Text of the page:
April 11, 2013


AL: President Obama’s proposed budget could privatize TVA. TVA provides power to more than 480,000 homes in North Alabama. A Tennessee lawmaker says if it’s privatized customers could see their electric bills rise. President Obama’s latest budget proposal includes a review into the Tennessee Valley Authority. WAAY

MA: No noon meal for kids in debt at middle school. Students at an Attleboro, Massachusetts, middle school went hungry this week, if they had a negative balance on their pre-paid lunch cards. Five cents of debt was enough for cafeteria employees at the Coehlo Middle School to instruct kids at least one day this week to dump out the food they would have normally eaten. About 25 children left the lunchroom with empty stomachs, said Whitson’s Culinary Group in a statement. The company runs the school’s cafeteria. Principal Andrew Boles apologized and blamed the culinary company.  WJAR

FL: The dark side of Parent Trigger. The crusade to privatize public education continues gaining ground in the Florida Legislature, where the controversial bill to have a traditional neighborhood school transformed into a charter school, among other options, sails at full speed under the premise of empowering parents to turn around a school that’s failing their children. Many legislators — some with strong economic ties to the charter school industry — promise the moon when describing the bill known as the Parent Trigger Act. Nonetheless, they present little evidence of its success. Because the fact is that there is none. Miami Herald

IN: Stand With Indiana University Strikers. On April 11th and 12th, while the Indiana University Board of Trustees holds its annual meeting, students and staff throughout the statewide system will walk out of class and off the job to protest critical issues plaguing higher education across the country—from sky-rocketing tuition costs to privatization schemes to barriers facing undocumented students. The Nation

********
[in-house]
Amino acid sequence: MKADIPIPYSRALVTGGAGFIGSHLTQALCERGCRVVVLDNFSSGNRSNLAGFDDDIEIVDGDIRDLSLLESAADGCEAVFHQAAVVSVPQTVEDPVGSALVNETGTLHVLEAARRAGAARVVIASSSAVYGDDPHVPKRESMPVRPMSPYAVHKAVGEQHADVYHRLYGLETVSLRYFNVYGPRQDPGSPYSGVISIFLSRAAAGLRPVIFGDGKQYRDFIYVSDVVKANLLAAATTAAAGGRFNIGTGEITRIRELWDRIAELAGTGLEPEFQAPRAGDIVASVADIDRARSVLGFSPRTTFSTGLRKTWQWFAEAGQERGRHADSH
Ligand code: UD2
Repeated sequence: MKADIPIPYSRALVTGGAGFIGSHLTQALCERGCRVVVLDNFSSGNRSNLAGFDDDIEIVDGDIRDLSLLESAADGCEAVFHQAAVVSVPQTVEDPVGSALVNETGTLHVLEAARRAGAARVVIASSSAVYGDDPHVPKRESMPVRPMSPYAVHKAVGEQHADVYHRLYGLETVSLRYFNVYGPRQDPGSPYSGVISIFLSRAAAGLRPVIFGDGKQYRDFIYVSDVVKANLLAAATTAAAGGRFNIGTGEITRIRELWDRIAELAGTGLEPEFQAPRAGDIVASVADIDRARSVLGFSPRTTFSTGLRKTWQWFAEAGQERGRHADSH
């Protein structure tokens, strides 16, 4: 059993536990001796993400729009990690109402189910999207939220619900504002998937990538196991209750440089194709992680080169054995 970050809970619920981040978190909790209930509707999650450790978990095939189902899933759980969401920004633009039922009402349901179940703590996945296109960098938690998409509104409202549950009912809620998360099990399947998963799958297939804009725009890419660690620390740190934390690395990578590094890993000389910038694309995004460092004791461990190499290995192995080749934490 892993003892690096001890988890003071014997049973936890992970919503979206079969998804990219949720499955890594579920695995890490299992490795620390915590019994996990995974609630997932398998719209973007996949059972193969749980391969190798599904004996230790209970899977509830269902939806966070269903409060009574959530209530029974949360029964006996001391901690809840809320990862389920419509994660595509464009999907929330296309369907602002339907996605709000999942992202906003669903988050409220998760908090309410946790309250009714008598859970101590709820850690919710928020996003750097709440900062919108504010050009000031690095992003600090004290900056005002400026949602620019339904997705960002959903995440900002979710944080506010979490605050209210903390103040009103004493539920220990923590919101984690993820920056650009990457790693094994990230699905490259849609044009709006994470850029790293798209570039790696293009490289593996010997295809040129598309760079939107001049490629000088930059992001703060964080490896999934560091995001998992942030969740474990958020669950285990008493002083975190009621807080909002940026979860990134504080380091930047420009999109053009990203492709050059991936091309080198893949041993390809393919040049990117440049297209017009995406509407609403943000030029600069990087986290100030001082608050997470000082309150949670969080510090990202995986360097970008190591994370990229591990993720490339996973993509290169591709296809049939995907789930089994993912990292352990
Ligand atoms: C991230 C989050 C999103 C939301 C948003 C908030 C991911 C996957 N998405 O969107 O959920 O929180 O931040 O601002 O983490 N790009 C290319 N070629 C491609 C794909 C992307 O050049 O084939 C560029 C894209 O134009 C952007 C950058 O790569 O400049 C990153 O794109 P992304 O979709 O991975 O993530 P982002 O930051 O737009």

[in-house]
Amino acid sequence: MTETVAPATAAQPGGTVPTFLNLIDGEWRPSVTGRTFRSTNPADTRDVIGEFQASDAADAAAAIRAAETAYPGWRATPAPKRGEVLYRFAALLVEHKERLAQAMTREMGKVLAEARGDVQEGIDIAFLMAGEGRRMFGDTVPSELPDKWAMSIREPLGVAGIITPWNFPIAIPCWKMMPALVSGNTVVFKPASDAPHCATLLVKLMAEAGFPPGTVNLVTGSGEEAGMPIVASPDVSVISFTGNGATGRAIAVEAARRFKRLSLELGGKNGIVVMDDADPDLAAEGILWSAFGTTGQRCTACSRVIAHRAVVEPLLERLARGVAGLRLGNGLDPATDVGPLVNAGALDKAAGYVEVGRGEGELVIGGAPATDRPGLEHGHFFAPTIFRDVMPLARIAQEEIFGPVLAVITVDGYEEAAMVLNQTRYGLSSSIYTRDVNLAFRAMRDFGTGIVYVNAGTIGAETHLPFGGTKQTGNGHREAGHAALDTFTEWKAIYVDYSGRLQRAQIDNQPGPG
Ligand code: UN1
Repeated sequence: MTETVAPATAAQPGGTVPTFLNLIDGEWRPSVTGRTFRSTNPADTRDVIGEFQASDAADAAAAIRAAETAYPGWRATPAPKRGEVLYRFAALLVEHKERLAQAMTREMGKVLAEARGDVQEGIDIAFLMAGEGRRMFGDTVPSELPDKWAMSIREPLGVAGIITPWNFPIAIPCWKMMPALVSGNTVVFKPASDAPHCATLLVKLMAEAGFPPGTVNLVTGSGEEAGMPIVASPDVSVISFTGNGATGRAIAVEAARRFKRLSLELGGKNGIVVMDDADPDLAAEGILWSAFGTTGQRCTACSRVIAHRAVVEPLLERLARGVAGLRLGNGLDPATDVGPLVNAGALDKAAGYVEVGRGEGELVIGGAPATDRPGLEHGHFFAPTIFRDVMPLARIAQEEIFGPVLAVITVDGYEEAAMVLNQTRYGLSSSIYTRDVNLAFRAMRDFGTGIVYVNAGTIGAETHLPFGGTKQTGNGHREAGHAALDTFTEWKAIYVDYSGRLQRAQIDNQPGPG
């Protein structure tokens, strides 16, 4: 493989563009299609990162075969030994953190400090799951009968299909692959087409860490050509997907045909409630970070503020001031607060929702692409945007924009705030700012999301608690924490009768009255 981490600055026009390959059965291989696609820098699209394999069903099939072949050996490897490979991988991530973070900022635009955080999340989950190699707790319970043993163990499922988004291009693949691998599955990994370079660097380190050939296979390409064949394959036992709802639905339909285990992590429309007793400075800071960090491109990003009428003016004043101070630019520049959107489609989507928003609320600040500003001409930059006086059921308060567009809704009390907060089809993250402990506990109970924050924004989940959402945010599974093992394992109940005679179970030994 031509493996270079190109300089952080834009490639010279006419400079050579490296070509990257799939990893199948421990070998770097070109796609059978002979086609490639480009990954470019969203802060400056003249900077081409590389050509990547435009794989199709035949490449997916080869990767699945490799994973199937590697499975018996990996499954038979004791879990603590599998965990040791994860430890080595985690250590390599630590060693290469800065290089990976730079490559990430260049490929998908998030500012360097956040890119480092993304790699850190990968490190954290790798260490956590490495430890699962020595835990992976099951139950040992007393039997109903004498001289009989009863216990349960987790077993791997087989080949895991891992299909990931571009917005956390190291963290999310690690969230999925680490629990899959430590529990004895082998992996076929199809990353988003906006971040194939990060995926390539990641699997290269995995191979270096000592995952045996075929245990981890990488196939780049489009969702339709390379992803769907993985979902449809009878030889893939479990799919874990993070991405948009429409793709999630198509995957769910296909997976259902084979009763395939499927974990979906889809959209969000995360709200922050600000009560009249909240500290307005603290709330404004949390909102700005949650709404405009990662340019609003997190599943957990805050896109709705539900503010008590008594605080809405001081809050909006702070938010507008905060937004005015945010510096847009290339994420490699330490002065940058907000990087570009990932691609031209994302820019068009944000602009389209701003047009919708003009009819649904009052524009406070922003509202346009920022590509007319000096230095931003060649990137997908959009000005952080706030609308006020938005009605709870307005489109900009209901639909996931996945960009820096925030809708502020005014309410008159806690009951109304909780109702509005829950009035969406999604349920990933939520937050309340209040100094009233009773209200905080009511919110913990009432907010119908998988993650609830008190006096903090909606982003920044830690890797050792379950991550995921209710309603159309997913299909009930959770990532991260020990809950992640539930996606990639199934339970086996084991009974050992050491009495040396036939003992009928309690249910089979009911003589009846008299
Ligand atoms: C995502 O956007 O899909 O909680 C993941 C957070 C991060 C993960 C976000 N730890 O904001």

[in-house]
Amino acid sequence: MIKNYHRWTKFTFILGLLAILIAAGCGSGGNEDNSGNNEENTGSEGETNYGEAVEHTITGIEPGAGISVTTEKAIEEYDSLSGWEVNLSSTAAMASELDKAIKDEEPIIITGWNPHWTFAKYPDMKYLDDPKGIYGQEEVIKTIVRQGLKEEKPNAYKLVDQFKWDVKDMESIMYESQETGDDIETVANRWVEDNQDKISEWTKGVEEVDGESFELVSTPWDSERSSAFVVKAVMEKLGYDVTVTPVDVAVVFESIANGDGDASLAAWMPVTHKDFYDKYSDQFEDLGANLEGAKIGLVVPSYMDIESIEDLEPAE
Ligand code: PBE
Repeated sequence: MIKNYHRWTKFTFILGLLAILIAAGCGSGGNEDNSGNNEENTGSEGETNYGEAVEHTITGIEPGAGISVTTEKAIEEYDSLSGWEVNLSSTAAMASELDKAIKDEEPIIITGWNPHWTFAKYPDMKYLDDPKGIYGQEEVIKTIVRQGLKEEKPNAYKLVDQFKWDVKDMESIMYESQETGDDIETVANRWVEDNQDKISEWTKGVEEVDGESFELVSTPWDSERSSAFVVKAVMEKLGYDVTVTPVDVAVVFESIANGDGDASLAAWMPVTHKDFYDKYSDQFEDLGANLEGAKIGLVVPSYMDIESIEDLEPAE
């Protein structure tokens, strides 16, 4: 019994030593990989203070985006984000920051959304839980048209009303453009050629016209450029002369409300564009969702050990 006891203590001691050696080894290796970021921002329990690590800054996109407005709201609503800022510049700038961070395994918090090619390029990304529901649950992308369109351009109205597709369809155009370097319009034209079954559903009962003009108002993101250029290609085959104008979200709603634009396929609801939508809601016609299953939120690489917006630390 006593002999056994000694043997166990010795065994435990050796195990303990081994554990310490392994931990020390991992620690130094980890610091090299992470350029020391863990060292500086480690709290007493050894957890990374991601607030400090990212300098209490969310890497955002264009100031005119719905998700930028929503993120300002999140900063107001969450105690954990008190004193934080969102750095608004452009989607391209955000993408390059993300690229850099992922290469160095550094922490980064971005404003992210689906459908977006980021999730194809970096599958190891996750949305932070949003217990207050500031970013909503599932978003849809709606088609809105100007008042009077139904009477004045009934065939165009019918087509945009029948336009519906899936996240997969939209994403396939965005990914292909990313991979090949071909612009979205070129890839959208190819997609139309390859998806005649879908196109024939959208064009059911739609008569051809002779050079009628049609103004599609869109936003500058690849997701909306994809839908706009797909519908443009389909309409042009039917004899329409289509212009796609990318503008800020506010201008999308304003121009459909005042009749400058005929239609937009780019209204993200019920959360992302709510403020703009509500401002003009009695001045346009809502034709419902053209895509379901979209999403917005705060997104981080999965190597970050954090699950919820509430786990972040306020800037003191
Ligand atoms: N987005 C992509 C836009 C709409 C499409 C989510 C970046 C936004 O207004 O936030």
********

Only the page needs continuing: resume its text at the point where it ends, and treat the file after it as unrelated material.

NJ: Newark Students Walk Out To Protest Privatization Plans And Budget Cuts. Though Governor Chris Christie refers to students protesting his privatization plans as drug mules, the students of Newark decided yesterday to stand up for their right to an education and walked out of class to protest the attack on their public school system. Firedoglake

CO: Privatization of U.S. 36 maintenance, operations launches highway into new era. Starting later this year and lasting until 2063, U.S. 36 between Denver and Boulder will be maintained and operated by a private consortium known as Plenary Roads Denver…. But public-private partnerships, or P3s, do not sit comfortably with everyone…. Phineas Baxandall, a senior analyst for tax and budget policy with PIRG and author of “Private Roads, Public Costs,” said his analysis of P3 road projects in Indiana and Chicago found that private investors would recoup their investments in less than 20 years even though the P3 deals had terms of 75 and 99 years, respectively. “The state of Colorado might think it’s wiser than the Wall Street financiers on this, but it’s the Wall Street financiers’ job not to lose on these kinds of bets,” Baxandall said. “It’s very hard to know what the traffic patterns will be in the future. CDOT should make sure that any contract it signs should give it leverage to adjust the terms according to changing circumstances.”  Daily Camera

NC: Governor McCrory’s stated reasons for privatizing NC’s award-winning Medicaid program are simply false. In announcing his plan to privatize North Carolina’s award-winning Medicaid program, Community Care of NC, Governor Pat McCrory laid out five key reasons that in his view privatization is necessary.  The only problem?  None of them hold up under the even the most cursory scrutiny.  The Progressive Pulse

Failed Privatizations — the Thatcher Legacy. What concerned voters were the results of privatization that Mrs. Thatcher had not warned them about. Prices did not decline proportionally to cost cuts and productivity gains. Many services were cut back, especially on the least utilized transport routes. The largest privatized bus company was charged with cut-throat monopoly practices. The water system broke down, while consumer charges leapt. Electricity prices were shifted against residential consumers in favor of large industrial users. Economic inequality widened as the industrial labor force shrunk by two million from 1979 to 1997, while wages stagnated in the face of soaring profits for the privatized companies. The tax cuts financed by their selloff turned out to benefit mainly the rich.  OpEdNews.com